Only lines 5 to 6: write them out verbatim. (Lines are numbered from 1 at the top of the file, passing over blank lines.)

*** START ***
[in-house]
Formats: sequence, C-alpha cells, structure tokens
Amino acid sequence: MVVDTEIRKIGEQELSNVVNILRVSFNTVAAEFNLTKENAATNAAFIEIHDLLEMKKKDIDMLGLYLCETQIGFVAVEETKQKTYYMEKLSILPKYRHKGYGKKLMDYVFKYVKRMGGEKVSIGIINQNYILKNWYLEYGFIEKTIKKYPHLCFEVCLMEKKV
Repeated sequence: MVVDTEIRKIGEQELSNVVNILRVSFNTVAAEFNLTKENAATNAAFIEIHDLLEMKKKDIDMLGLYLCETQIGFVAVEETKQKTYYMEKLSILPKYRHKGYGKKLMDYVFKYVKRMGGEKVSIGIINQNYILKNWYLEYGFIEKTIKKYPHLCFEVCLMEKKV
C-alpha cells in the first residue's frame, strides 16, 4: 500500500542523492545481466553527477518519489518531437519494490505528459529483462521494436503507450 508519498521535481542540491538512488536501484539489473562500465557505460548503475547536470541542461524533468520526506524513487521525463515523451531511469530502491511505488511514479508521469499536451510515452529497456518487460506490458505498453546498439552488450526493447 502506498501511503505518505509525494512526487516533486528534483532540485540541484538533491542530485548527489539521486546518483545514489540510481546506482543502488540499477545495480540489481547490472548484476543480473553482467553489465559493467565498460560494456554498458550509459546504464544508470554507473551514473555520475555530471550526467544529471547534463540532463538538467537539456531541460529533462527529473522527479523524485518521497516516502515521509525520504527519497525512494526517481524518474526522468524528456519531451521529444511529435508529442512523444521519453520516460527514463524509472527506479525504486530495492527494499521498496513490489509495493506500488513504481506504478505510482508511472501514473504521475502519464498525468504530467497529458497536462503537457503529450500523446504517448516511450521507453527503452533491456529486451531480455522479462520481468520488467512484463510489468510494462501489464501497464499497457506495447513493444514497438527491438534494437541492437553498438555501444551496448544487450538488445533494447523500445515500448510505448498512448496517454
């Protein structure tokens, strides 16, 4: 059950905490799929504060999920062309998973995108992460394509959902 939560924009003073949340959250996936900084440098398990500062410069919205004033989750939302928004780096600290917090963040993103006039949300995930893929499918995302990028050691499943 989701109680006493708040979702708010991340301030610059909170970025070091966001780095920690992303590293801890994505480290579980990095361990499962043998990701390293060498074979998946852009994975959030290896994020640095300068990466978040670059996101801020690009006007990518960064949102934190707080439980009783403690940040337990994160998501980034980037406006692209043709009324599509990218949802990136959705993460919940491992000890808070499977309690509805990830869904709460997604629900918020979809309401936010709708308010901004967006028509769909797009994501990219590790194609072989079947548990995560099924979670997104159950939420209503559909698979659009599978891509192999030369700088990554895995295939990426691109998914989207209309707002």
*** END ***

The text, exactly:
C-alpha cells in the first residue's frame, strides 16, 4: 500500500542523492545481466553527477518519489518531437519494490505528459529483462521494436503507450 508519498521535481542540491538512488536501484539489473562500465557505460548503475547536470541542461524533468520526506524513487521525463515523451531511469530502491511505488511514479508521469499536451510515452529497456518487460506490458505498453546498439552488450526493447 502506498501511503505518505509525494512526487516533486528534483532540485540541484538533491542530485548527489539521486546518483545514489540510481546506482543502488540499477545495480540489481547490472548484476543480473553482467553489465559493467565498460560494456554498458550509459546504464544508470554507473551514473555520475555530471550526467544529471547534463540532463538538467537539456531541460529533462527529473522527479523524485518521497516516502515521509525520504527519497525512494526517481524518474526522468524528456519531451521529444511529435508529442512523444521519453520516460527514463524509472527506479525504486530495492527494499521498496513490489509495493506500488513504481506504478505510482508511472501514473504521475502519464498525468504530467497529458497536462503537457503529450500523446504517448516511450521507453527503452533491456529486451531480455522479462520481468520488467512484463510489468510494462501489464501497464499497457506495447513493444514497438527491438534494437541492437553498438555501444551496448544487450538488445533494447523500445515500448510505448498512448496517454
């Protein structure tokens, strides 16, 4: 059950905490799929504060999920062309998973995108992460394509959902 939560924009003073949340959250996936900084440098398990500062410069919205004033989750939302928004780096600290917090963040993103006039949300995930893929499918995302990028050691499943 989701109680006493708040979702708010991340301030610059909170970025070091966001780095920690992303590293801890994505480290579980990095361990499962043998990701390293060498074979998946852009994975959030290896994020640095300068990466978040670059996101801020690009006007990518960064949102934190707080439980009783403690940040337990994160998501980034980037406006692209043709009324599509990218949802990136959705993460919940491992000890808070499977309690509805990830869904709460997604629900918020979809309401936010709708308010901004967006028509769909797009994501990219590790194609072989079947548990995560099924979670997104159950939420209503559909698979659009599978891509192999030369700088990554895995295939990426691109998914989207209309707002």